Stop Shop Theft

A coalition of business groups have joined forces to call on Police and Crime Commissioners to act on retail crime in their local areas, after new figures show record thefts against convenience retailers.

The Stop Shop Theft campaign, launched today by retail groups including the Association of Convenience Stores (ACS), the British Retail Consortium (BRC) and the British Independent Retail Association, is urging Police and Crime Commissioners to act in three key areas to help businesses report crime and get the support needed at a local level:

  • Commit to delivering the Retail Crime Action Plan in their areas
  • Tell businesses how they should report incidents of theft
  • Share the single point of contact for businesses in their force area

The campaign comes as new figures from the Association of Convenience Stores’ Voice of Local Shops Survey of over 1,200 retailers reveal that its ‘Theft Index’ reached a new record high in November 2023. 38% of independent retailers reported that levels of theft in their businesses have increased over the last year, compared to just 8% of retailers who said that theft had decreased. This marks the highest net result, or theft index (+30) in the survey’s history, which has been tracking shop theft since 2012. The previous record was set in May of this year.

ACS chief executive James Lowman said the situation is getting worse for retailers despite massive investment. “Prolific offenders are stealing on a regular basis without fear of being caught because they know that the police are unlikely to be able to attend.”

Chief executive of the BRC Helen Dickinson added: “Shoplifting is not a victimless crime - it costs retailers, and ultimately customers, almost £1 billion a year, money that would be better used to reduce prices for everyone. More importantly, it is a major trigger for the abuse and assault of retail workers, of which there are over 850 incidents a day. Retailers are working hard, trying to tackle this issue, spending hundreds of millions on security staff, CCTV, security tags, and other anti-crime measures. We need the police to urgently give retail crime greater prioritisation.”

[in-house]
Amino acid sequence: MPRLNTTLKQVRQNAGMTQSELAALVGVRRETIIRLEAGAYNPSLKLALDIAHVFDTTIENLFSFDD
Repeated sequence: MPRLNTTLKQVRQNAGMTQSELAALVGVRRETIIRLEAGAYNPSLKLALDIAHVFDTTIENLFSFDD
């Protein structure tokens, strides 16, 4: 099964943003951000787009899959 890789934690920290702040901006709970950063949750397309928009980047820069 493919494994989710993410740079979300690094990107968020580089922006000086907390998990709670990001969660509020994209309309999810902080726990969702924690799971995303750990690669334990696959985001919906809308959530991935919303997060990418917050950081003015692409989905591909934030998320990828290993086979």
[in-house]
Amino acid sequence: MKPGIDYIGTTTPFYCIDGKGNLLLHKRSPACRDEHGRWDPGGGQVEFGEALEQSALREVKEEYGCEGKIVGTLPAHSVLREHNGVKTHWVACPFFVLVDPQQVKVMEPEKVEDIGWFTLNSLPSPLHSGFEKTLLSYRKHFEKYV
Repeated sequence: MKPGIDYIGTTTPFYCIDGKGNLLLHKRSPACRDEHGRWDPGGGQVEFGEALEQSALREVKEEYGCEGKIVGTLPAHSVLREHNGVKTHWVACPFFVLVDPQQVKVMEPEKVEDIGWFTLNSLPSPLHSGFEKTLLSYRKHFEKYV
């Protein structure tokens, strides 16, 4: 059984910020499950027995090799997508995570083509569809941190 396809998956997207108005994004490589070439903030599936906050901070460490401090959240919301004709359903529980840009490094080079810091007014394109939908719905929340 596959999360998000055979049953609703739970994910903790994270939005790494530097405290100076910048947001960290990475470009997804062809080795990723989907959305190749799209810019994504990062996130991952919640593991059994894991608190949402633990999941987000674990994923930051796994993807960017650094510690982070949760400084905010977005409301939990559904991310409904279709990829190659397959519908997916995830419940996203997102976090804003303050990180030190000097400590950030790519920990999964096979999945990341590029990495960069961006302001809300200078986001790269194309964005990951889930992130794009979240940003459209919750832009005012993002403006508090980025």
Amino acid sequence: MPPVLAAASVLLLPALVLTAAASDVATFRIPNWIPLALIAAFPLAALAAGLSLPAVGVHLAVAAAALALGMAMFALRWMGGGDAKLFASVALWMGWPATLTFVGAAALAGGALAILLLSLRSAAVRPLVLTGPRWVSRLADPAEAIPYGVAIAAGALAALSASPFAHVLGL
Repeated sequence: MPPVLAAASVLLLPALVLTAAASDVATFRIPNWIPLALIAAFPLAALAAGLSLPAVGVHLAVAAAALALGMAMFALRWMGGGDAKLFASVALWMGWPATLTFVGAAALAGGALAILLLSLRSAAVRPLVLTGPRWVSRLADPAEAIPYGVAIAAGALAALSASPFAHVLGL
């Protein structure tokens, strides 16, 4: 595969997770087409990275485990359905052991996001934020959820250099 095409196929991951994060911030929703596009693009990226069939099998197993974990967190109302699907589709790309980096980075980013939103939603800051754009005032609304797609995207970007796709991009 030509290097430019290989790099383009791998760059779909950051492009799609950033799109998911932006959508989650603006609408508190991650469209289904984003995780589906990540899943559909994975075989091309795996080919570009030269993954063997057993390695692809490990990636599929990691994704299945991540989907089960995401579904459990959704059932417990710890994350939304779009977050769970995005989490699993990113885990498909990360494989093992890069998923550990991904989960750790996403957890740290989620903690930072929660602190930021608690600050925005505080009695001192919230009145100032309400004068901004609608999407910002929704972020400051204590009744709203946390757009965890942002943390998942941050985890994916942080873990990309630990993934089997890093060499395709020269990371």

The National Police Chiefs Council recently published a Retail Crime Action Plan, setting out guidelines for the police on the following areas. These include:

  • Prioritising attendance at the scene of crimes where violence has been used
  • The use of facial recognition technology to check CCTV evidence against the Police National Database
  • Identifying ‘hot spot’ locations where additional patrols would be beneficial
  • Dealing with organised crime through the creation of a new dedicated intelligence team

Lowman added: “We need to see forces implementing the measures outlined in the recently published Retail Crime Action Plan, and we will continue to urge all Police and Crime Commissioners to do more to prioritise shop theft and other retail crime in their local plans.”

The Stop Shop Theft campaign website is available here.